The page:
Thomas was lucky.  He was seventeen.  If he'd been a year older, he'd have been in worse trouble.  Not that the judge couldn't put him in jail.  But he didn't like doing that to boys so young, he said.  Thomas could choose: jail, or the military.
        In the month before he left for camp, Thomas didn't speak to Byrne, except occasionally a grudging, "Where's the sports page?  We out of soda?"  Byrne wouldn't have believed that two people could live so long in the same house and not speak, but they did it.  Several times Byrne thought of trying to talk to Thomas, but the opportunity never arose.
        On the day of Thomas's departure, Byrne woke having decided he would drive his brother to the bus station.  A gesture of reconciliation.  He went to Thomas's room, but Thomas wasn't there.  The room was cluttered; magazines on the floor, McDonald's bags and soda cans on the bureau and windowsill.  Bed unmade.  He must be in the bathroom, Byrne thought.  Then he saw that the closet was open and only a few things remained, some shirts and sweaters Thomas had outgrown, a tangle of wire hangers.
        Byrne never told his mother about the theft, or about Thomas' arrest.  She didn't need the upset, he thought.  All he told her was that the two of them had decided it would be better if Thomas spent some time in the Army. "It's not as if there's a war on or anything," Byrne said, reassuringly.
        For three weeks he didn't know if his brother had actually reported for induction or run away.  When he heard of a liquor store robbery or a house being broken into, he wondered if it was Thomas.  Then he received a letter.  Not a letter, a tiny photo, the sort that costs four-for-a-dollar in a booth at the bus station, so small Byrne almost overlooked it.  His brother's face was rigid, his lips tight, his jaw clenched.  He was in uniform, olive shirt and black tie.  Byrne wondered if Thomas had sent it to make him feel guilty.  The grim look would suggest that.  He decided Thomas had meant to send the picture to their mother but, having forgotten her address, mailed it to Byrne for forwarding.
        He put it into a new envelope and mailed it, but the next time he visited his mother, she had a framed portrait of Thomas in his uniform on her bedside table and when she asked Byrne to get something out of the drawer in the table, he found three or four letters from his brother.  He read one.  It described a long march Thomas had been on and mentioned that the food was bad.  There were several misspellings.  Byrne wondered if Thomas's sergeant required recruits to write to their parents once a week.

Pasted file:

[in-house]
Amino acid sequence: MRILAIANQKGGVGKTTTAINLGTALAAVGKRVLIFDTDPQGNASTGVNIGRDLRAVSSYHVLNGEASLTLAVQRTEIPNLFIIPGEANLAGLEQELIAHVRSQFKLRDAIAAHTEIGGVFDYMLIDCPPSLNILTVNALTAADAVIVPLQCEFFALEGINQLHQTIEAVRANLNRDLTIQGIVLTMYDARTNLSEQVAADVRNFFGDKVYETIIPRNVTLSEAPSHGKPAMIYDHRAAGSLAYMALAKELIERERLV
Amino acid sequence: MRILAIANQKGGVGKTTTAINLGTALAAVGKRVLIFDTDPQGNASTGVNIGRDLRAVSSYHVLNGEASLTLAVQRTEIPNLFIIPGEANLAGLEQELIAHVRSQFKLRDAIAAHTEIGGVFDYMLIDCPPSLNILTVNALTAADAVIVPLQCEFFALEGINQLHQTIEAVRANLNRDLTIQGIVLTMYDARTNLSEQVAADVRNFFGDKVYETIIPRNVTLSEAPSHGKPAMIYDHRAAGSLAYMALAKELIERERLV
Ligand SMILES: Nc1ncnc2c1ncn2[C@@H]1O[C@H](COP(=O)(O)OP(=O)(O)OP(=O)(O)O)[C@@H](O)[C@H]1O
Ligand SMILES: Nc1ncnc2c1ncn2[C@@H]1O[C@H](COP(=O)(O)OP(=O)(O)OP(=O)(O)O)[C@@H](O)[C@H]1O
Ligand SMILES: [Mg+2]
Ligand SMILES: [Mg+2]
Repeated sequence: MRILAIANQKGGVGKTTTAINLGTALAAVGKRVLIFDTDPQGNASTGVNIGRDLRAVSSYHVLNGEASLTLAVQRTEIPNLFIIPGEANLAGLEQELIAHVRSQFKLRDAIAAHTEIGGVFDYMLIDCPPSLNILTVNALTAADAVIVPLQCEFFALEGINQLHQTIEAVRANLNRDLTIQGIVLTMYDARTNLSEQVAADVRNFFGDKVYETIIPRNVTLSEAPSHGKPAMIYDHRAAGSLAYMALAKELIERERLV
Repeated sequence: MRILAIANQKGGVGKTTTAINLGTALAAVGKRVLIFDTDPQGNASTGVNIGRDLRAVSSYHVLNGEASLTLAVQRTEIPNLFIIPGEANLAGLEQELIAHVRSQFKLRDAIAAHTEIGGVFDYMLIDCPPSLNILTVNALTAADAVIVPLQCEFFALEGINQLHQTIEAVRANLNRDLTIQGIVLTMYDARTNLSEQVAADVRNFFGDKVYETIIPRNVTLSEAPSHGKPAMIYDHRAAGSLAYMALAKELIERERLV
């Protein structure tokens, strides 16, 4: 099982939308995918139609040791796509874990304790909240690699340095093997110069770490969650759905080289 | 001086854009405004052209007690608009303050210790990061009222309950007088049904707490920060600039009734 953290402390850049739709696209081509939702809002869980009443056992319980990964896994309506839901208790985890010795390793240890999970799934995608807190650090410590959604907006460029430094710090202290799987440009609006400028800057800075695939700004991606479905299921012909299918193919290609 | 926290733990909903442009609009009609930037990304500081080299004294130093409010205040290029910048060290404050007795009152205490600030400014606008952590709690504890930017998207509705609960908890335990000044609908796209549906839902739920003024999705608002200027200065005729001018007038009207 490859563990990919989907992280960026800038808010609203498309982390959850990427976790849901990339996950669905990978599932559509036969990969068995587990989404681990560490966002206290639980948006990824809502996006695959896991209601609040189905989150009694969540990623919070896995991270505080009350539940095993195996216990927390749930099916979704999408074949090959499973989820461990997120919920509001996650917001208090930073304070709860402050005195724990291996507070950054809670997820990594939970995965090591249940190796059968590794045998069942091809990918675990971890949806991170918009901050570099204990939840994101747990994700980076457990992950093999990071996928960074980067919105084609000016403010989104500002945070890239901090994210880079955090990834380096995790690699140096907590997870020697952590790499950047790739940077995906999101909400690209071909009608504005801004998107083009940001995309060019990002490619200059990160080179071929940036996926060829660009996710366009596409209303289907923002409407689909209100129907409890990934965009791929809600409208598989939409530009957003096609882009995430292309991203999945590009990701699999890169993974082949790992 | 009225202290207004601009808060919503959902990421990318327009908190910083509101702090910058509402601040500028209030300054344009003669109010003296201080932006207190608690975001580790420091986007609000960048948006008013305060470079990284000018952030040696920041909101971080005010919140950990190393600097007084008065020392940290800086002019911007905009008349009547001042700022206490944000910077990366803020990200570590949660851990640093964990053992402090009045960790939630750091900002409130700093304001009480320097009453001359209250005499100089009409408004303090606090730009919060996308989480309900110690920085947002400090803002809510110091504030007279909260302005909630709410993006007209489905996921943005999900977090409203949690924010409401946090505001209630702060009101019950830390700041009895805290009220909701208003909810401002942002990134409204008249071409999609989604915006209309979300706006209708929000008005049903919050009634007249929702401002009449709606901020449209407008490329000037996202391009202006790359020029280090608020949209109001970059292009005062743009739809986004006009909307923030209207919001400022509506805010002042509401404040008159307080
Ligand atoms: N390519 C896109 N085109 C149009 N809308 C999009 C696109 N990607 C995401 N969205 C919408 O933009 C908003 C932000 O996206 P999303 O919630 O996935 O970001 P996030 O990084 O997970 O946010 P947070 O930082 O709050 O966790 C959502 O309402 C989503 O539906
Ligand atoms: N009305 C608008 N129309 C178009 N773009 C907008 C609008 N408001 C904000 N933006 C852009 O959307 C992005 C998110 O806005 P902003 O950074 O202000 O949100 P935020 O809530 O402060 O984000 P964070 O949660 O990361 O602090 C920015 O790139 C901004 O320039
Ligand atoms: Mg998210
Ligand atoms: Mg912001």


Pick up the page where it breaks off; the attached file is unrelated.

Twenty miles beyond Cambridge, a highway patrol car sits across the interstate.  A patrolman in a parka waves cars toward the exit ramp.  As Byrne creeps past him, he can see frost in his mustache and eyebrows.
        "Poor guy," Sandy says.
        "This is just great," Byrne says, stopping at the bottom of the ramp.  "Where are we supposed to go, now?"
        "You needed gas, anyway," Thomas says.
        Byrne looks at the gauge.  It shows an eighth of a tank.  He is surprised.  For the last few days, he has been doing so much driving.  First, to and from the hospital and then the mortuary, the florist, the mall to buy his mother a blouse to be buried in.
        "Where are we supposed to get gas here?" he says.  There is nothing at the interchange.
        "The sign says Bascomb, three miles north," Thomas says.
        "And what's in Bascomb?" Byrne says.  "Six houses and a Jehovah's Witness Kingdom Hall?"
        Sandy says something but too quietly for Byrne to hear.
        "What?" he says.
        "I don't think there is a gas station.  I've been there."
        A horn honks.  Byrne looks in his mirror.  Three cars are lined up behind him.  Two more crawl down the ramp.
        "You can take this road to Pagedale," Sandy says.
        The horn honks again.
        "How far is that?" Byrne asks.
        "Left, about seven miles.  There's a station in town and you can get back on the highway, there, too."  Several cars honk simultaneously.  The car behind pulls around and creeps past.
        Byrne tries to turn, but his tires spin in the snow.  He lets off the accelerator, then tries again.  His tires only spin.  "Wonderful," he says.  Another car in the line pulls around and goes slowly past.  "Thanks for your help," Byrne says, waving at the driver.  But the woman is hunched forward, intent on the road and does not notice his gesture.  Thomas shakes his head; Byrne knows he remembers his refusal to help the stranded man.  That was different, Byrne thinks; these people are stopped already.